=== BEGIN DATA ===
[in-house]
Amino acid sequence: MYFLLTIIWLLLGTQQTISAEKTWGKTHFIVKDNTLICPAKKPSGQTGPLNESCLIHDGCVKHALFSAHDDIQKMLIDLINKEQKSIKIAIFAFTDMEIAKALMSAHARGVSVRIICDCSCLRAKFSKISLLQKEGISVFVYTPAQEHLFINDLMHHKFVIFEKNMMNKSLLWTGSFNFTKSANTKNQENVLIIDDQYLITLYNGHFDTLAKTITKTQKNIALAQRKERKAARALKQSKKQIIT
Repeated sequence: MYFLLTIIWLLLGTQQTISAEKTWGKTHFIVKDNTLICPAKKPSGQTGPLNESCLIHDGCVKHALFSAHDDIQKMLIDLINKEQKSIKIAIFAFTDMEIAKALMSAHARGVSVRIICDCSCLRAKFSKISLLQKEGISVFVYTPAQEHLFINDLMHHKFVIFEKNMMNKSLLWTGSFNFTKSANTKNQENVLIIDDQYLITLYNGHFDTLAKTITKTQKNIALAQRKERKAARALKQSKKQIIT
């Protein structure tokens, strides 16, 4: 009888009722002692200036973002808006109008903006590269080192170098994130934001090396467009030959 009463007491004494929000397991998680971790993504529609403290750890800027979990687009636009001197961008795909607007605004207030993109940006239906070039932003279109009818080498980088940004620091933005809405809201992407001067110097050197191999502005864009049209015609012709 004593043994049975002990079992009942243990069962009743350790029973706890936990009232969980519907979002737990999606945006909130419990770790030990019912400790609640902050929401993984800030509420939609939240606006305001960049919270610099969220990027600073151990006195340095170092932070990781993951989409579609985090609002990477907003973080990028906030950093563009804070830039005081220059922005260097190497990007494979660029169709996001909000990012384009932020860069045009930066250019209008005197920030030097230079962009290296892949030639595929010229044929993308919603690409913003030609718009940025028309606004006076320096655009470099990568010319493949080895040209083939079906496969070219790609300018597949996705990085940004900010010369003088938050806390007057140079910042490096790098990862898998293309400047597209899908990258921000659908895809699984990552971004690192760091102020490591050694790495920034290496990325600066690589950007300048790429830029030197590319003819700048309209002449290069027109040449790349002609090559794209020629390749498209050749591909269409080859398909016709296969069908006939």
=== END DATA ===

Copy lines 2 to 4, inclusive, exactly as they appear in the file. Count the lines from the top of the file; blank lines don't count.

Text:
Amino acid sequence: MYFLLTIIWLLLGTQQTISAEKTWGKTHFIVKDNTLICPAKKPSGQTGPLNESCLIHDGCVKHALFSAHDDIQKMLIDLINKEQKSIKIAIFAFTDMEIAKALMSAHARGVSVRIICDCSCLRAKFSKISLLQKEGISVFVYTPAQEHLFINDLMHHKFVIFEKNMMNKSLLWTGSFNFTKSANTKNQENVLIIDDQYLITLYNGHFDTLAKTITKTQKNIALAQRKERKAARALKQSKKQIIT
Repeated sequence: MYFLLTIIWLLLGTQQTISAEKTWGKTHFIVKDNTLICPAKKPSGQTGPLNESCLIHDGCVKHALFSAHDDIQKMLIDLINKEQKSIKIAIFAFTDMEIAKALMSAHARGVSVRIICDCSCLRAKFSKISLLQKEGISVFVYTPAQEHLFINDLMHHKFVIFEKNMMNKSLLWTGSFNFTKSANTKNQENVLIIDDQYLITLYNGHFDTLAKTITKTQKNIALAQRKERKAARALKQSKKQIIT
């Protein structure tokens, strides 16, 4: 009888009722002692200036973002808006109008903006590269080192170098994130934001090396467009030959 009463007491004494929000397991998680971790993504529609403290750890800027979990687009636009001197961008795909607007605004207030993109940006239906070039932003279109009818080498980088940004620091933005809405809201992407001067110097050197191999502005864009049209015609012709 004593043994049975002990079992009942243990069962009743350790029973706890936990009232969980519907979002737990999606945006909130419990770790030990019912400790609640902050929401993984800030509420939609939240606006305001960049919270610099969220990027600073151990006195340095170092932070990781993951989409579609985090609002990477907003973080990028906030950093563009804070830039005081220059922005260097190497990007494979660029169709996001909000990012384009932020860069045009930066250019209008005197920030030097230079962009290296892949030639595929010229044929993308919603690409913003030609718009940025028309606004006076320096655009470099990568010319493949080895040209083939079906496969070219790609300018597949996705990085940004900010010369003088938050806390007057140079910042490096790098990862898998293309400047597209899908990258921000659908895809699984990552971004690192760091102020490591050694790495920034290496990325600066690589950007300048790429830029030197590319003819700048309209002449290069027109040449790349002609090559794209020629390749498209050749591909269409080859398909016709296969069908006939």